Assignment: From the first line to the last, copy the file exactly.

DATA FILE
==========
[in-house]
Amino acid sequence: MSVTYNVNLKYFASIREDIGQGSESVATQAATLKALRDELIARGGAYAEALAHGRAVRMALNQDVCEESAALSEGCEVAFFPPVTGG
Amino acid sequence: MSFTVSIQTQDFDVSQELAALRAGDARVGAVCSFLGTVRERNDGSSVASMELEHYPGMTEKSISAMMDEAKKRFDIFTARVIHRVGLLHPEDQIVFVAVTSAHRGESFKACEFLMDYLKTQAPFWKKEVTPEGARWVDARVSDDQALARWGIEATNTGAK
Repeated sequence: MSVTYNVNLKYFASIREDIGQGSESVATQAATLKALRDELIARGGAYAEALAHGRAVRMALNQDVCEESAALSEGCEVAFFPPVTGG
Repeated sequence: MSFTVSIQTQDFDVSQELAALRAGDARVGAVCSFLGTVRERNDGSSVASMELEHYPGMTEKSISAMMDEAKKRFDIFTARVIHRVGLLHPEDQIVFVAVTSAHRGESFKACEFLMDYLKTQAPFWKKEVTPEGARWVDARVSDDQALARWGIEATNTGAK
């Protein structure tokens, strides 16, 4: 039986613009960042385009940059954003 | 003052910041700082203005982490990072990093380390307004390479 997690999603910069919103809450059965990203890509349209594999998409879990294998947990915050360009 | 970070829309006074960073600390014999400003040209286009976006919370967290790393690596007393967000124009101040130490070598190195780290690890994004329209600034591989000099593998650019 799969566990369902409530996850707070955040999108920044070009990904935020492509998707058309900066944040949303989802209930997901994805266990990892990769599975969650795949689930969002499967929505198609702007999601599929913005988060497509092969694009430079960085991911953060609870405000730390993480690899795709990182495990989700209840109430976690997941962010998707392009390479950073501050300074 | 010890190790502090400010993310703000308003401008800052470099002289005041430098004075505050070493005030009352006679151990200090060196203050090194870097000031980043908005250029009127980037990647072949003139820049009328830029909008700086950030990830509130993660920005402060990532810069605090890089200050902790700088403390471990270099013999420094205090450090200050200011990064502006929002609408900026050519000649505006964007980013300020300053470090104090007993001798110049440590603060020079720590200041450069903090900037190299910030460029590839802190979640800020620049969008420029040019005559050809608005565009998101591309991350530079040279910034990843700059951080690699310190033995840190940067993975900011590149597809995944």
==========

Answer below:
[in-house]
Amino acid sequence: MSVTYNVNLKYFASIREDIGQGSESVATQAATLKALRDELIARGGAYAEALAHGRAVRMALNQDVCEESAALSEGCEVAFFPPVTGG
Amino acid sequence: MSFTVSIQTQDFDVSQELAALRAGDARVGAVCSFLGTVRERNDGSSVASMELEHYPGMTEKSISAMMDEAKKRFDIFTARVIHRVGLLHPEDQIVFVAVTSAHRGESFKACEFLMDYLKTQAPFWKKEVTPEGARWVDARVSDDQALARWGIEATNTGAK
Repeated sequence: MSVTYNVNLKYFASIREDIGQGSESVATQAATLKALRDELIARGGAYAEALAHGRAVRMALNQDVCEESAALSEGCEVAFFPPVTGG
Repeated sequence: MSFTVSIQTQDFDVSQELAALRAGDARVGAVCSFLGTVRERNDGSSVASMELEHYPGMTEKSISAMMDEAKKRFDIFTARVIHRVGLLHPEDQIVFVAVTSAHRGESFKACEFLMDYLKTQAPFWKKEVTPEGARWVDARVSDDQALARWGIEATNTGAK
């Protein structure tokens, strides 16, 4: 039986613009960042385009940059954003 | 003052910041700082203005982490990072990093380390307004390479 997690999603910069919103809450059965990203890509349209594999998409879990294998947990915050360009 | 970070829309006074960073600390014999400003040209286009976006919370967290790393690596007393967000124009101040130490070598190195780290690890994004329209600034591989000099593998650019 799969566990369902409530996850707070955040999108920044070009990904935020492509998707058309900066944040949303989802209930997901994805266990990892990769599975969650795949689930969002499967929505198609702007999601599929913005988060497509092969694009430079960085991911953060609870405000730390993480690899795709990182495990989700209840109430976690997941962010998707392009390479950073501050300074 | 010890190790502090400010993310703000308003401008800052470099002289005041430098004075505050070493005030009352006679151990200090060196203050090194870097000031980043908005250029009127980037990647072949003139820049009328830029909008700086950030990830509130993660920005402060990532810069605090890089200050902790700088403390471990270099013999420094205090450090200050200011990064502006929002609408900026050519000649505006964007980013300020300053470090104090007993001798110049440590603060020079720590200041450069903090900037190299910030460029590839802190979640800020620049969008420029040019005559050809608005565009998101591309991350530079040279910034990843700059951080690699310190033995840190940067993975900011590149597809995944």